A wonderfully engaging, erudite and quite frankly, fun, novel about George Eliot. Written in the style of a Victorian romance, this is a literary romp through the later years of George Eliot’s career and her relationship with her German publishers, the Duncker brothers, It skillfully blends fact and fiction to create a meditation on creativity, intellectualism and love.
The chapter headings are marvellous, for example ‘Chapter Seven: spins the Wheel of Fortune in unexpected ways. The Reader is invited to place her Bets’ or ‘Chapter Three: steps out for a stroll in the autumn sunshine. Sophie von Hahn bewitches the Assembled Company.’
I should say that I do love Victorian novels, and any novel based during the Victorian period, written in the Victorian style, so I may be a little biased in this review. So all I will say is that if you like Victorian novels then you will enjoy this!
And swiftly on the back of reading Wake by Anna Hope, I decided to confuse the issue by reading another book called Wake, this time by Elizabeth Knox.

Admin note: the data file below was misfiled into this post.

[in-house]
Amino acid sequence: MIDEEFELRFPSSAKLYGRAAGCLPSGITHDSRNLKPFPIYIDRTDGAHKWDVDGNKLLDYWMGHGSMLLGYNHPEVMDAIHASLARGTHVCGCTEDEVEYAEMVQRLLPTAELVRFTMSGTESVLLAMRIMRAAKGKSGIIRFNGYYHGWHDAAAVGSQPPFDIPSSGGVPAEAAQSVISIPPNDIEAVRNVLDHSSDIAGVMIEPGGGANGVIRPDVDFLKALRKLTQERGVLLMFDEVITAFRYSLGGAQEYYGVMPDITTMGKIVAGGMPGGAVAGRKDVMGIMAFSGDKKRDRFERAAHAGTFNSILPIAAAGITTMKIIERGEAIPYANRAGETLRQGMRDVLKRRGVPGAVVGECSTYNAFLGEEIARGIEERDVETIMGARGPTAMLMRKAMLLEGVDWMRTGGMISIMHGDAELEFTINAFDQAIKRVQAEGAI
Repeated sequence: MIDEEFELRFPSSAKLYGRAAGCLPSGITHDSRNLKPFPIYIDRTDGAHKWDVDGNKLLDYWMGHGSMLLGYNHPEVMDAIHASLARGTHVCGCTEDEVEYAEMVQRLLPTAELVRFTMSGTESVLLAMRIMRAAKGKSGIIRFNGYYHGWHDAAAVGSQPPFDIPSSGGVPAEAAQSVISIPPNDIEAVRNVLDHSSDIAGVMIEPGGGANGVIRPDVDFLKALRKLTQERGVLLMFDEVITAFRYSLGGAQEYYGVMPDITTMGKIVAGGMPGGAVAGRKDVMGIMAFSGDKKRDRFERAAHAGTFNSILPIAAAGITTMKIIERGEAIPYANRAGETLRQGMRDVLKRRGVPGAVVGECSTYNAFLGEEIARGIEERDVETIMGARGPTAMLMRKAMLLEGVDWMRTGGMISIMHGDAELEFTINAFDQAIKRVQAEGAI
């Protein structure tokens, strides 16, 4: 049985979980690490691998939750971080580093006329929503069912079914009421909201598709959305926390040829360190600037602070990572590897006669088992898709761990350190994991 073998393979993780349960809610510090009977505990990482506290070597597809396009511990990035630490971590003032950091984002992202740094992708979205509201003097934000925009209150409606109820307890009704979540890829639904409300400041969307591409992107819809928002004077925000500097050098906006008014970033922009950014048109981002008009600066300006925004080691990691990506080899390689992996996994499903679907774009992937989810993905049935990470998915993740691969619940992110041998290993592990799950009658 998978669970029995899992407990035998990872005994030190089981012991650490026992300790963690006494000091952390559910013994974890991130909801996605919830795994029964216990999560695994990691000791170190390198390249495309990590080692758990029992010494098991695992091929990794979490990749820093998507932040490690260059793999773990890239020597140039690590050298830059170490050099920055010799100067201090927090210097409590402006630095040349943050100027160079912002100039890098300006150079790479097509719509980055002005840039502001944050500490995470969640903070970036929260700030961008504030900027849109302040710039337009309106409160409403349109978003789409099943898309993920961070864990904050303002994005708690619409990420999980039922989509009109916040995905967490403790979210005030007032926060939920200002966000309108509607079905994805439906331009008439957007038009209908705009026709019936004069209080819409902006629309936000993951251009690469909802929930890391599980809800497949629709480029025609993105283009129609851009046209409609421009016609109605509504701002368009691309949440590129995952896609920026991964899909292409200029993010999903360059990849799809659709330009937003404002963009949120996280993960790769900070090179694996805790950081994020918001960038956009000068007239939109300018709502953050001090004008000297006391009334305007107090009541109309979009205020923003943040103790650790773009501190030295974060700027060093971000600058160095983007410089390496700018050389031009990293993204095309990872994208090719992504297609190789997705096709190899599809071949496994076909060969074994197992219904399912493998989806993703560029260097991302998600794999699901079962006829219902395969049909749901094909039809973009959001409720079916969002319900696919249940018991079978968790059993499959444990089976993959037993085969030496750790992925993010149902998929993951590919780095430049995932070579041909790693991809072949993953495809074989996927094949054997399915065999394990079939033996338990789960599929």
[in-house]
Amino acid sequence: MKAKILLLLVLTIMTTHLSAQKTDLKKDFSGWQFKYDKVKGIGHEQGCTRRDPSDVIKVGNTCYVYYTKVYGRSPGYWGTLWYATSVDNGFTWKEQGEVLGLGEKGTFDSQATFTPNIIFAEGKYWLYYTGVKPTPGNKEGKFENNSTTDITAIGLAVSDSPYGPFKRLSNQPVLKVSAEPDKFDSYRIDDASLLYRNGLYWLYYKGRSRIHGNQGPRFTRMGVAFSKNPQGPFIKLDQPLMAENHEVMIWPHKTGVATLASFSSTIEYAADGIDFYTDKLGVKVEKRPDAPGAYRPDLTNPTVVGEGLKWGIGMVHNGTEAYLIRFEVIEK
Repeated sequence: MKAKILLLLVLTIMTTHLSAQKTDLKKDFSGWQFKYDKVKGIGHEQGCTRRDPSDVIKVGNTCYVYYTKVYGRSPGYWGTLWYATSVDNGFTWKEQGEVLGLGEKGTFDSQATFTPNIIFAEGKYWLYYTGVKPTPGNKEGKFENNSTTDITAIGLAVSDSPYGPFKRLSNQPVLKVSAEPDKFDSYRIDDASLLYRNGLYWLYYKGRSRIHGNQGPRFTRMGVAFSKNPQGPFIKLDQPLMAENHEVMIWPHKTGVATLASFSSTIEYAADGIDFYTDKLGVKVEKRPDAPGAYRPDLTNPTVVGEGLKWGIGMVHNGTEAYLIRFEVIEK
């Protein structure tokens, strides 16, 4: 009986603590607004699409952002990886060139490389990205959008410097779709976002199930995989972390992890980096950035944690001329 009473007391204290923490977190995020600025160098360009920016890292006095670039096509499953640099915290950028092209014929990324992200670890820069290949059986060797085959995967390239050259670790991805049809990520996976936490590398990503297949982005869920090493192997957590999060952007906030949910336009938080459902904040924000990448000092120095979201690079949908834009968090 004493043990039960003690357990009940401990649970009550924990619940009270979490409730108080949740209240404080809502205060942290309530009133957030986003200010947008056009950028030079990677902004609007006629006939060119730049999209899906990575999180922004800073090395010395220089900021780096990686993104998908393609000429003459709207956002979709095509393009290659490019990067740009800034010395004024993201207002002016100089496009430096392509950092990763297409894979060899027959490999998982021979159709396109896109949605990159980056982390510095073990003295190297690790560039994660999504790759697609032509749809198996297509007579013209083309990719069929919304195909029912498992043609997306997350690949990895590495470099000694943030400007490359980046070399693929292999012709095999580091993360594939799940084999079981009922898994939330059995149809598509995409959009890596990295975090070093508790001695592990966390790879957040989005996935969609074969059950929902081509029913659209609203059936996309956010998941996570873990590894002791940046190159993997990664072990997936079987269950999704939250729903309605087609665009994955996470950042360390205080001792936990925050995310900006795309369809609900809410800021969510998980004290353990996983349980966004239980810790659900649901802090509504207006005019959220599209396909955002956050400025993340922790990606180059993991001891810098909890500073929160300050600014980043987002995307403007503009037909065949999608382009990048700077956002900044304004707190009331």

I read Knox’s The Vintner’s Luck years ago and loved it so was pretty confident going in to Wake. However, now I have finished it that confidence has been shaken. It’s not that I didn’t enjoy it but rather it wrong footed me. The opening chapter is horrifically graphic, and it really unsettled me to the extent that I don’t think I really relaxed for the rest of the novel in case another violent episode was described.
The plot is part closed-room mystery, part dystopia (but set in modern day New Zealand), and has a whiff of Lord of the Flies. A community suddenly goes mad and starts killing each other and themselves. A handful of survivors gather together, trying to understand what has happened and why it didn’t affect them but are unable to contact the outside world to find out how far the madness has spread. The survivors are (mainly) appealing and well-drawn, not cookie cutters, their dilemmas well expressed and prompted me to think about how I would react to such a situation. The only jarring element was the Samantha/Samara sub plot which felt unnecessarily complicated.
In summary, I appreciated the cleverness of the this novel but I can’t say I enjoyed it.